Select Page

Research on Bismuth Ferrite Could Lead to New Types of Electrical Devices

Research on Bismuth Ferrite Could Lead to New Types of Electrical Devices
The red lines in these images illustrate the domain walls separating regions of electric polarization in a material called bismuth ferrite. Researchers have demonstrated that these domain walls can be used to transmit a type of electrical current, which could lead to novel electrical devices.

Electrical devices in use today use conductive materials to guide electrons where they are needed. These materials must be fastened in place and insulated in order to keep the electricity on the right path. New research from the University of Arkansas makes a significant step toward a new kind of electrical device, which would use the natural properties of materials like bismuth ferrite, along with a different type of current, to send electricity quickly through smaller, denser circuits.

Sergey Prosandeev, a research professor in the Department of Physics, worked with Yurong Yang, research associate professor; Charles Paillard, post doctoral fellow; and Laurent Bellaiche, Distinguished Professor. Their results are published in the journal npj Computational Materials.

Using the Arkansas High Performance Computing Center, these researchers created simulations of bismuth ferrite, a synthetic, crystalline material. Bismuth ferrite is “multiferroic,” which means that it has regions, or domains, in which the molecules making up its crystalline structure exhibit a consistent pattern of electric polarization, magnetization and shifting of charged ions. The boundaries between these regions are called domain walls. These walls are two-dimensional and very narrow—they are measured in tenths of nanometers.

In the simulation, the researchers created a type of current, called displacement current, by applying a high frequency electric field to the bismuth ferrite. Unlike the electric current that is produced by the movement of electrons, displacement current results from the vibration of ions in response to an electric field. The researchers found that the displacement current, which is an alternating current, or AC, naturally moves along the domain walls in the bismuth ferrite, and they also found that it is comparable in magnitude to the direct current, or DC, currently used in electrical devices.

Researchers can create domains and move domain walls in multiferroic materials by selectively applying electric fields. By demonstrating that these walls can be used to transmit displacement current, this research is a significant step toward new types of electrical devices.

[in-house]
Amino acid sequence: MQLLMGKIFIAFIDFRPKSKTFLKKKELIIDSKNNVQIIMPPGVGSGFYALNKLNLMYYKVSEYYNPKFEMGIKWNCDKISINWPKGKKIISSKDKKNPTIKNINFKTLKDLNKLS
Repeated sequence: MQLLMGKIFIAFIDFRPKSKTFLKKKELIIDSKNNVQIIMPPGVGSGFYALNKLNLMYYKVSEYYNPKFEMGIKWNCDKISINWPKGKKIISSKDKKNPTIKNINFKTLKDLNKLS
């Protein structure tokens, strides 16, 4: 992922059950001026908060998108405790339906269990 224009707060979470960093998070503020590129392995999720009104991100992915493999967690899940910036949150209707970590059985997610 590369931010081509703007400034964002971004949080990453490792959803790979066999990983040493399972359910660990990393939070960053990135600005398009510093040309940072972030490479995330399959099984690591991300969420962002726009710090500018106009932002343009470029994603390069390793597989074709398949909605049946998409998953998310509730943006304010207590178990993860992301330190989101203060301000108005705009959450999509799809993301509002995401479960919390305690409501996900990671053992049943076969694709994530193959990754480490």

The researchers explained that the compact nature of these devices would allow them to be very fast and very small. “This opens the way toward the design of fast nanoscale electronic circuits,” they said in the paper.

This research was sponsored by the Office of Naval Research and DARPA, the Defense Advanced Research Projects Agency.

About The Author

Camilla Shumaker is the director of science and research communications. She graduated Summa Cum Laude with a bachelor's degree in English from the University of Arkansas in 2001. She also holds a Master of Fine Arts in Creative Writing from the U of A. From 2010 through 2017, she was the director of communications in the U of A College of Engineering. Camilla can be reached at camillas@uark.edu or (479) 575-7422.

University of Arkansas logo

Looking for an expert?

The University of Arkansas Campus Experts website is a searchable database of experts who can talk to the media on current events.

Trending Topics:
Cellphone privacy
Net Neutrality
Immigration politics
Mars

The Land ‘Calls Out’; Runkle Discusses Rice Production

More Episodes of Short Talks from the Hill

Short Talks From the Hill logo

The University Relations Science and Research Team

Camilla Shumaker
director of science and research communications
479-575-7422, camillas@uark.edu

Matt McGowan
science and research writer
479-575-4246, dmcgowa@uark.edu

Robert Whitby
science and research writer
479-387-0720, whitby@uark.edu

DeLani Bartlette
feature writer
479-575-5709, dbartl@uark.edu

Connect with Us